Link to Pubmed [PMID] – 31931885
Link to HAL – hal-02870586
Link to DOI – 10.1186/s13071-019-3868-y
Parasit Vectors 2020 Jan; 13(1): 18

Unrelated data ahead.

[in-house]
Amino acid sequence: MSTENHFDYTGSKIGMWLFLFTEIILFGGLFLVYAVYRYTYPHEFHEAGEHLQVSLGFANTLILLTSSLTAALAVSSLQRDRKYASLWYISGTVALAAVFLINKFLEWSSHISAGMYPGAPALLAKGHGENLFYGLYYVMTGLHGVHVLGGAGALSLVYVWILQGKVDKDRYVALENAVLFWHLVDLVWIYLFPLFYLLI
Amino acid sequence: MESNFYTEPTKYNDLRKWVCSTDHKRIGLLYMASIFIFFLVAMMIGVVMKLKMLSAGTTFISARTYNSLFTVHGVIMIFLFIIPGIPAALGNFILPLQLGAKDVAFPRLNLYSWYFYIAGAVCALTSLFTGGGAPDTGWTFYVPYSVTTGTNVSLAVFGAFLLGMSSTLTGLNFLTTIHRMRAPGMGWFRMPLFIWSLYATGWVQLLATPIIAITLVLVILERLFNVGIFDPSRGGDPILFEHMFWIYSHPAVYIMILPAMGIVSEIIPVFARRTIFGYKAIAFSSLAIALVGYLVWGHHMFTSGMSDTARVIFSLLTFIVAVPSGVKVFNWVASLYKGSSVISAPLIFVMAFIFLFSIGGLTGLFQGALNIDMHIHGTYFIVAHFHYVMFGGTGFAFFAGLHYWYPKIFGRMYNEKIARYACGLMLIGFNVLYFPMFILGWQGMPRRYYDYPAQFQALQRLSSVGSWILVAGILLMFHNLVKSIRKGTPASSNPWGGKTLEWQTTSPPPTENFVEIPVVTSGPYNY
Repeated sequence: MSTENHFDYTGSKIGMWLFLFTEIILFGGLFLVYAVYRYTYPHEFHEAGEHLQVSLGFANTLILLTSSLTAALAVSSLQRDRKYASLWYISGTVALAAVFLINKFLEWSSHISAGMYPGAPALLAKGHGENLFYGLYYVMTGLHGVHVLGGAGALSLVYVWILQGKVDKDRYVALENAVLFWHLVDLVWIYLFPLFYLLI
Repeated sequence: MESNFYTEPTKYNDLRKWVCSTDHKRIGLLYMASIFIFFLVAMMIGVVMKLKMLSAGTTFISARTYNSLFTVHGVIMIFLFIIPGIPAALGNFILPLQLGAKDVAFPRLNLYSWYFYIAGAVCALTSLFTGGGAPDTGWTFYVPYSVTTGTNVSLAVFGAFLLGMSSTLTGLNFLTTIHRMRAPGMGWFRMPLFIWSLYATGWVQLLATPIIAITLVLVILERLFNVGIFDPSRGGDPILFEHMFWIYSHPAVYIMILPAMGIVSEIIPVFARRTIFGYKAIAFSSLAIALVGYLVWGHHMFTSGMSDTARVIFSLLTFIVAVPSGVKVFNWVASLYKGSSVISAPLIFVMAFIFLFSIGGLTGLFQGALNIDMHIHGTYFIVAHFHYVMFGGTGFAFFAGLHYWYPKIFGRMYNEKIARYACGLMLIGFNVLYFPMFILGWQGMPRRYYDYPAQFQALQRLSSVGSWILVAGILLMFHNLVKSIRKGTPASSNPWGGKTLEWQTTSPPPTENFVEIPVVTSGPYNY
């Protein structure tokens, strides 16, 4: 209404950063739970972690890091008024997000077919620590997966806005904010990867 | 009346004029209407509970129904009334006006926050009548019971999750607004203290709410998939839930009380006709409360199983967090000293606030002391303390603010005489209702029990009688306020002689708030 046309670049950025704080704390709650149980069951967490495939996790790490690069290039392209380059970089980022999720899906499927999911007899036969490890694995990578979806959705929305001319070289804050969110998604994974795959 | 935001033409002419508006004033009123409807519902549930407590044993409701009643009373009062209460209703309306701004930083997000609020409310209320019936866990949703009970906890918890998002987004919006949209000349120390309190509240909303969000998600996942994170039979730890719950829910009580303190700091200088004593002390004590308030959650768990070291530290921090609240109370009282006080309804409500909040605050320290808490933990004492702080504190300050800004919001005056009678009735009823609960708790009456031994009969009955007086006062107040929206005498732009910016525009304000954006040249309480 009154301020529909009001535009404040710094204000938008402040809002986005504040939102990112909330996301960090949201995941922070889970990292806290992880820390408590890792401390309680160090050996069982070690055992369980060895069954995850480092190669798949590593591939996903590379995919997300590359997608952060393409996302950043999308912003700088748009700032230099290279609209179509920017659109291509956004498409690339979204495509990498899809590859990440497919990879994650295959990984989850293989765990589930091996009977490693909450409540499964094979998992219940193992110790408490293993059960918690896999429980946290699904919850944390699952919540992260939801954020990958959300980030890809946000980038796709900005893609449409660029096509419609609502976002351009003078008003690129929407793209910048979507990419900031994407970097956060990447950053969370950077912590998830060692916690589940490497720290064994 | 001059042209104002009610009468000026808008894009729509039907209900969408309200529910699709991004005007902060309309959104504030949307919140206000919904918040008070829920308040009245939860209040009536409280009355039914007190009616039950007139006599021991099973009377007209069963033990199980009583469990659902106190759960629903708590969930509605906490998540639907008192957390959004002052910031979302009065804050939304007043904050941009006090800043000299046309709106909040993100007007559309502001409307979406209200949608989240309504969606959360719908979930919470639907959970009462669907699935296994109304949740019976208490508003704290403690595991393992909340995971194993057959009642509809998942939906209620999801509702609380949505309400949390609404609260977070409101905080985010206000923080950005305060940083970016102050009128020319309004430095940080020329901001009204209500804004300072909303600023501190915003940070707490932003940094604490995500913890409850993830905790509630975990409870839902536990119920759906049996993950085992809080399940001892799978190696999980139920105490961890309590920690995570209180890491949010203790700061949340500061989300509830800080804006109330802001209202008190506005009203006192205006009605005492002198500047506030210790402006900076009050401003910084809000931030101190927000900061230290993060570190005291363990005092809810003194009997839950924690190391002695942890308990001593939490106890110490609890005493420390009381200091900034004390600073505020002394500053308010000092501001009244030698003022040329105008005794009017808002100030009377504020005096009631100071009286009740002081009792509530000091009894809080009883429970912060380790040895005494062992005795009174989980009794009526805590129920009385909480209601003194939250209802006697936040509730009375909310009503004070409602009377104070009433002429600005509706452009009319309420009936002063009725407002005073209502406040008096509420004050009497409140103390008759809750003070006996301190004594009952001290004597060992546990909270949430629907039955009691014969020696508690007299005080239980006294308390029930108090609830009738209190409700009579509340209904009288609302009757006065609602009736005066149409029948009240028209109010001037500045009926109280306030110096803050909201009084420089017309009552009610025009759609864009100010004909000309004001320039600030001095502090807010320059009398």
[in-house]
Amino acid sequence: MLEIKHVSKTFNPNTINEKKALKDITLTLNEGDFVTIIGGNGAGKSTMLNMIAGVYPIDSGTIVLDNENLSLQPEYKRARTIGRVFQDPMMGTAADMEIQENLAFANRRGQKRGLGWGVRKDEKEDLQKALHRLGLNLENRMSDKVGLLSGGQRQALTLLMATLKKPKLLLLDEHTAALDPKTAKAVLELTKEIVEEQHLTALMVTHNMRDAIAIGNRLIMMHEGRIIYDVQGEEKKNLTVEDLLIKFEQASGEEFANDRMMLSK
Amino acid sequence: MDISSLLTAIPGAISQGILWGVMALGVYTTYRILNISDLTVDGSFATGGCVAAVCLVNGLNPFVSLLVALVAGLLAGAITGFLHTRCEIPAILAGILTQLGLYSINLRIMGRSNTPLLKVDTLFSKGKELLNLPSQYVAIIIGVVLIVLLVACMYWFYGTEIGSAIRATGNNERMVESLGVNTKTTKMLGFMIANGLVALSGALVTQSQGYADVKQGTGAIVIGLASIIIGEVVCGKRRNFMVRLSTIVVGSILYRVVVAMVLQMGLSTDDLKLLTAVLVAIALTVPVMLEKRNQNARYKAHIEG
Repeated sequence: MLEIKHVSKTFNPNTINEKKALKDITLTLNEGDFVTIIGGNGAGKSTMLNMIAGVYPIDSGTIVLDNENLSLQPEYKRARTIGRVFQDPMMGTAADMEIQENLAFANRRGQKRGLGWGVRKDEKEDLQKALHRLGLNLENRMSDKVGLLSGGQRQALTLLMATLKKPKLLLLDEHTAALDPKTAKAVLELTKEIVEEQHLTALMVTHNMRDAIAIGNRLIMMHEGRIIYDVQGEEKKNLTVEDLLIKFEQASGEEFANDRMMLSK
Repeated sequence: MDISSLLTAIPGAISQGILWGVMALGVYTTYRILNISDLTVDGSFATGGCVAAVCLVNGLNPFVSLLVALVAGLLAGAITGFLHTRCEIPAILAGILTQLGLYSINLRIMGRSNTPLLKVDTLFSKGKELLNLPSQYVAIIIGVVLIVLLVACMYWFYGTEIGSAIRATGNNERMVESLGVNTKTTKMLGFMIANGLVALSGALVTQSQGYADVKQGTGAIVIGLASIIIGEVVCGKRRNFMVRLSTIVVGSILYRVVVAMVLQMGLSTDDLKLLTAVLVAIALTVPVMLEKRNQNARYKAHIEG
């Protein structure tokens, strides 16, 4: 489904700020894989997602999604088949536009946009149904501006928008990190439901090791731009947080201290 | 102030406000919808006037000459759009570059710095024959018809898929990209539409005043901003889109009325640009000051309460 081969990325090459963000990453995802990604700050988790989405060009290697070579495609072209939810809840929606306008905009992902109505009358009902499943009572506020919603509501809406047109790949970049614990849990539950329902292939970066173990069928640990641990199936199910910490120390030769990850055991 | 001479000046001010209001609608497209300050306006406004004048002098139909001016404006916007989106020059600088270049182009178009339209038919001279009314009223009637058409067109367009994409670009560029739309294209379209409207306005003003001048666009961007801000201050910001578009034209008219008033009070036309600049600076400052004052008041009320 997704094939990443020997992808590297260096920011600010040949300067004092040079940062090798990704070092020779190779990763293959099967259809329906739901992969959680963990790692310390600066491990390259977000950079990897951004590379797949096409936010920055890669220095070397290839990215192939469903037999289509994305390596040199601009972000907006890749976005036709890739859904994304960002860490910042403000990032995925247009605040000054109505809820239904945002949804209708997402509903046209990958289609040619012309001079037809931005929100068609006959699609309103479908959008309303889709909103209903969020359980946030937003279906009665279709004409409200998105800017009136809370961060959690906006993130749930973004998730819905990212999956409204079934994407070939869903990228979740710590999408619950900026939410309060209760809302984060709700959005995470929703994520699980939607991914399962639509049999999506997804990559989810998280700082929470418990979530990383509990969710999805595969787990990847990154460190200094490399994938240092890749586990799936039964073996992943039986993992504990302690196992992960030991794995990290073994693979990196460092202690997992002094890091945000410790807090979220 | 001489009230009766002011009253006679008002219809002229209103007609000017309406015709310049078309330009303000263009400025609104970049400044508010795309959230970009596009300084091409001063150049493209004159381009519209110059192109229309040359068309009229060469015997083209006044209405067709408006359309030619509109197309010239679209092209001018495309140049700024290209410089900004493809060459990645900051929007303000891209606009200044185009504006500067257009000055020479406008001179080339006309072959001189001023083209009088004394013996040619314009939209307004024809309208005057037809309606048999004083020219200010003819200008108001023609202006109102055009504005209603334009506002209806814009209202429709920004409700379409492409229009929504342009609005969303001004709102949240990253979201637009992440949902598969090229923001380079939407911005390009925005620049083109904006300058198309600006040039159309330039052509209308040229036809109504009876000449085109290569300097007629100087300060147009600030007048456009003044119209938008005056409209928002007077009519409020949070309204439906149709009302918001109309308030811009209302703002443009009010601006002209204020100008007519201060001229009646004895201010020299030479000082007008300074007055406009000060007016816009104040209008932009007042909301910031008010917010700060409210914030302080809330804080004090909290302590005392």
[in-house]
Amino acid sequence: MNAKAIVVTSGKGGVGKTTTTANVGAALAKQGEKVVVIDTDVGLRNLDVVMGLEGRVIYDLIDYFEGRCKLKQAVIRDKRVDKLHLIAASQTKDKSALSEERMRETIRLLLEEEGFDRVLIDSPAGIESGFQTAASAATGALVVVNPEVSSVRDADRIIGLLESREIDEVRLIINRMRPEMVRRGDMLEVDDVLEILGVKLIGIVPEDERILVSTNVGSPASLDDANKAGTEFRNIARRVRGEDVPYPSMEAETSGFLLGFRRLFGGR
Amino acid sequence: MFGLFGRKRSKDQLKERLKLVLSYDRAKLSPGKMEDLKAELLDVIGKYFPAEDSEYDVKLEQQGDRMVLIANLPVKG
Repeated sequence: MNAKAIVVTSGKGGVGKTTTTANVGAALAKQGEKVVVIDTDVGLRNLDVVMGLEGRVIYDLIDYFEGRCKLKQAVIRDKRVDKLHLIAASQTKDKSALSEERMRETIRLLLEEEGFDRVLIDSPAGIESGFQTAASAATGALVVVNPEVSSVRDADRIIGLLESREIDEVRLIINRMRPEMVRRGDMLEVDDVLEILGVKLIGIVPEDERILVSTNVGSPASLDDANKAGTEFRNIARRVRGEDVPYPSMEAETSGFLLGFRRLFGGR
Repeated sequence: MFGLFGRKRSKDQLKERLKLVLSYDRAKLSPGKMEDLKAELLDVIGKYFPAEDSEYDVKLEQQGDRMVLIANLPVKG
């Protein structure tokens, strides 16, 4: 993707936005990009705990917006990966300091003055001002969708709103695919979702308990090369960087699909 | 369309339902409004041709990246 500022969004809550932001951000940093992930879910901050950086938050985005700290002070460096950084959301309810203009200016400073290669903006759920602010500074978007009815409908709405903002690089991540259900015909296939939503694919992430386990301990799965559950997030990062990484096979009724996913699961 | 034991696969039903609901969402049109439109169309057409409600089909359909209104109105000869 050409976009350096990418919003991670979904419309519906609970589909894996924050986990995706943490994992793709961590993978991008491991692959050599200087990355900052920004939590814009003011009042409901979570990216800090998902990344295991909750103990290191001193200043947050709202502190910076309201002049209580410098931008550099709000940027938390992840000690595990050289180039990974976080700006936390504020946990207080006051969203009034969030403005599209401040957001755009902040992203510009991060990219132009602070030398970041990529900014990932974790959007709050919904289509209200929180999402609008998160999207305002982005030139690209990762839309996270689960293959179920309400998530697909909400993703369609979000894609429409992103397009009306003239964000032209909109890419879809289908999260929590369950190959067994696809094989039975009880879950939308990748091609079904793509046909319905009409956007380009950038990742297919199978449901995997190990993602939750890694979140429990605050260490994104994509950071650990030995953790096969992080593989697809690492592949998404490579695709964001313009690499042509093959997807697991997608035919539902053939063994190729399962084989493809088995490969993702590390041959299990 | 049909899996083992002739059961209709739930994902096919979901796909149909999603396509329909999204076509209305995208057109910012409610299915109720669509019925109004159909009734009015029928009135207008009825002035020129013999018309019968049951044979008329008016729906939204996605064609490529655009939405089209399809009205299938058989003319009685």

The recent reference genome assembly and annotation of the Asian malaria vector Anopheles stephensi detected only one gene encoding the leucine-rich repeat immune factor APL1, while in the Anopheles gambiae and sibling Anopheles coluzzii, APL1 factors are encoded by a family of three paralogs. The phylogeny and biological function of the unique APL1 gene in An. stephensi have not yet been specifically examined.The APL1 locus was manually annotated to confirm the computationally predicted single APL1 gene in An. stephensi. APL1 evolution within Anopheles was explored by phylogenomic analysis. The single or paralogous APL1 genes were silenced in An. stephensi and An. coluzzii, respectively, followed by mosquito survival analysis, experimental infection with Plasmodium and expression analysis.APL1 is present as a single ancestral gene in most Anopheles including An. stephensi but has expanded to three paralogs in an African lineage that includes only the Anopheles gambiae species complex and Anopheles christyi. Silencing of the unique APL1 copy in An. stephensi results in significant mosquito mortality. Elevated mortality of APL1-depleted An. stephensi is rescued by antibiotic treatment, suggesting that pathology due to bacteria is the cause of mortality, and indicating that the unique APL1 gene is essential for host survival. Successful Plasmodium development in An. stephensi depends upon APL1 activity for protection from high host mortality due to bacteria. In contrast, silencing of all three APL1 paralogs in An. coluzzii does not result in elevated mortality, either with or without Plasmodium infection. Expression of the single An. stephensi APL1 gene is regulated by both the Imd and Toll immune pathways, while the two signaling pathways regulate different APL1 paralogs in the expanded APL1 locus.APL1 underwent loss and gain of functions concomitant with expansion from a single ancestral gene to three paralogs in one lineage of African Anopheles. We infer that activity of the unique APL1 gene promotes longevity in An. stephensi by conferring protection from or tolerance to an effect of bacterial pathology. The evolution of an expanded APL1 gene family could be a factor contributing to the exceptional levels of malaria transmission mediated by human-feeding members of the An. gambiae species complex in Africa.